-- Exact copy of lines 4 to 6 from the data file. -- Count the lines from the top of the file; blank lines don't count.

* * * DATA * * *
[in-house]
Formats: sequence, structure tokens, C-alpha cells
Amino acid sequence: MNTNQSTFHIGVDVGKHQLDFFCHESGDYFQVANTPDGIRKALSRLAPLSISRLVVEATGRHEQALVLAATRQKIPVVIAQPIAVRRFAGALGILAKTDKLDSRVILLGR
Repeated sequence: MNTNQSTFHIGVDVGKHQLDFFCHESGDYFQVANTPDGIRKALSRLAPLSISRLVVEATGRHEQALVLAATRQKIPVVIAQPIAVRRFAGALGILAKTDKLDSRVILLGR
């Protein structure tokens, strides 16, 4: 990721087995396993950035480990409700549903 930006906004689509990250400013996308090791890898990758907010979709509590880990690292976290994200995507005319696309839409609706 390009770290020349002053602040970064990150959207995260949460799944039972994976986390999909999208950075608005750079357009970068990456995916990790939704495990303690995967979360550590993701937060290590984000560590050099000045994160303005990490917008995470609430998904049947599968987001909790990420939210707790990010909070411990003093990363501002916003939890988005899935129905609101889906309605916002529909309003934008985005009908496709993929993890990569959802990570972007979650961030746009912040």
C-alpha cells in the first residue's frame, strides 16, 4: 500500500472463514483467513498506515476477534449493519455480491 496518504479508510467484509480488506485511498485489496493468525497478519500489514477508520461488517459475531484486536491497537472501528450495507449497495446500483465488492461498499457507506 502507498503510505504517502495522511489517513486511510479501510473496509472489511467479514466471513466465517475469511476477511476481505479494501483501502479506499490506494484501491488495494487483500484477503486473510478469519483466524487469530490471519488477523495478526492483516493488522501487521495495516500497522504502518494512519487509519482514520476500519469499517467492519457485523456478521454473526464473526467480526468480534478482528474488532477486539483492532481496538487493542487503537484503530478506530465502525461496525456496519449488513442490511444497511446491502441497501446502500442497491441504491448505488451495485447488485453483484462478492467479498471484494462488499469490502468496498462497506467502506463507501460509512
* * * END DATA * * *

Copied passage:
Repeated sequence: MNTNQSTFHIGVDVGKHQLDFFCHESGDYFQVANTPDGIRKALSRLAPLSISRLVVEATGRHEQALVLAATRQKIPVVIAQPIAVRRFAGALGILAKTDKLDSRVILLGR
């Protein structure tokens, strides 16, 4: 990721087995396993950035480990409700549903 930006906004689509990250400013996308090791890898990758907010979709509590880990690292976290994200995507005319696309839409609706 390009770290020349002053602040970064990150959207995260949460799944039972994976986390999909999208950075608005750079357009970068990456995916990790939704495990303690995967979360550590993701937060290590984000560590050099000045994160303005990490917008995470609430998904049947599968987001909790990420939210707790990010909070411990003093990363501002916003939890988005899935129905609101889906309605916002529909309003934008985005009908496709993929993890990569959802990570972007979650961030746009912040």
C-alpha cells in the first residue's frame, strides 16, 4: 500500500472463514483467513498506515476477534449493519455480491 496518504479508510467484509480488506485511498485489496493468525497478519500489514477508520461488517459475531484486536491497537472501528450495507449497495446500483465488492461498499457507506 502507498503510505504517502495522511489517513486511510479501510473496509472489511467479514466471513466465517475469511476477511476481505479494501483501502479506499490506494484501491488495494487483500484477503486473510478469519483466524487469530490471519488477523495478526492483516493488522501487521495495516500497522504502518494512519487509519482514520476500519469499517467492519457485523456478521454473526464473526467480526468480534478482528474488532477486539483492532481496538487493542487503537484503530478506530465502525461496525456496519449488513442490511444497511446491502441497501446502500442497491441504491448505488451495485447488485453483484462478492467479498471484494462488499469490502468496498462497506467502506463507501460509512